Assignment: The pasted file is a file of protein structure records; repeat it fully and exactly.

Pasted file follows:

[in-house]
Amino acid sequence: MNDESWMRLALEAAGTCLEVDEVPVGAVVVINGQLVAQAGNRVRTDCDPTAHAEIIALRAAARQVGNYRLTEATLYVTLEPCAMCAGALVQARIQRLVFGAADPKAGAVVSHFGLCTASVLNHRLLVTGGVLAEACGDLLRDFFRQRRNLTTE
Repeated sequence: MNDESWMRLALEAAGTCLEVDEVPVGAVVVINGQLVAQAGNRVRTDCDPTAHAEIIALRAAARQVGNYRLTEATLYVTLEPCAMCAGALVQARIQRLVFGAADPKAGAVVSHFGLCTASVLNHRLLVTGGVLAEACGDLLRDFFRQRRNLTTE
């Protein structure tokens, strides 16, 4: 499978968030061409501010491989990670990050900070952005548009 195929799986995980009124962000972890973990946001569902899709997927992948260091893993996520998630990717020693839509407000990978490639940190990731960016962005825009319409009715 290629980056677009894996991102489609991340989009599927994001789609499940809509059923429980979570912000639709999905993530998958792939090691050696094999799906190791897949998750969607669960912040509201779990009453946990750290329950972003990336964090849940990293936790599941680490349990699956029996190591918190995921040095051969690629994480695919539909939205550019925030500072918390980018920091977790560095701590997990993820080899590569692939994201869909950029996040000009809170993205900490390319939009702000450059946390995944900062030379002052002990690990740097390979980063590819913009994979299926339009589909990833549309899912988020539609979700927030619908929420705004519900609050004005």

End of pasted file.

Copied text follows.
[in-house]
Amino acid sequence: MNDESWMRLALEAAGTCLEVDEVPVGAVVVINGQLVAQAGNRVRTDCDPTAHAEIIALRAAARQVGNYRLTEATLYVTLEPCAMCAGALVQARIQRLVFGAADPKAGAVVSHFGLCTASVLNHRLLVTGGVLAEACGDLLRDFFRQRRNLTTE
Repeated sequence: MNDESWMRLALEAAGTCLEVDEVPVGAVVVINGQLVAQAGNRVRTDCDPTAHAEIIALRAAARQVGNYRLTEATLYVTLEPCAMCAGALVQARIQRLVFGAADPKAGAVVSHFGLCTASVLNHRLLVTGGVLAEACGDLLRDFFRQRRNLTTE
């Protein structure tokens, strides 16, 4: 499978968030061409501010491989990670990050900070952005548009 195929799986995980009124962000972890973990946001569902899709997927992948260091893993996520998630990717020693839509407000990978490639940190990731960016962005825009319409009715 290629980056677009894996991102489609991340989009599927994001789609499940809509059923429980979570912000639709999905993530998958792939090691050696094999799906190791897949998750969607669960912040509201779990009453946990750290329950972003990336964090849940990293936790599941680490349990699956029996190591918190995921040095051969690629994480695919539909939205550019925030500072918390980018920091977790560095701590997990993820080899590569692939994201869909950029996040000009809170993205900490390319939009702000450059946390995944900062030379002052002990690990740097390979980063590819913009994979299926339009589909990833549309899912988020539609979700927030619908929420705004519900609050004005």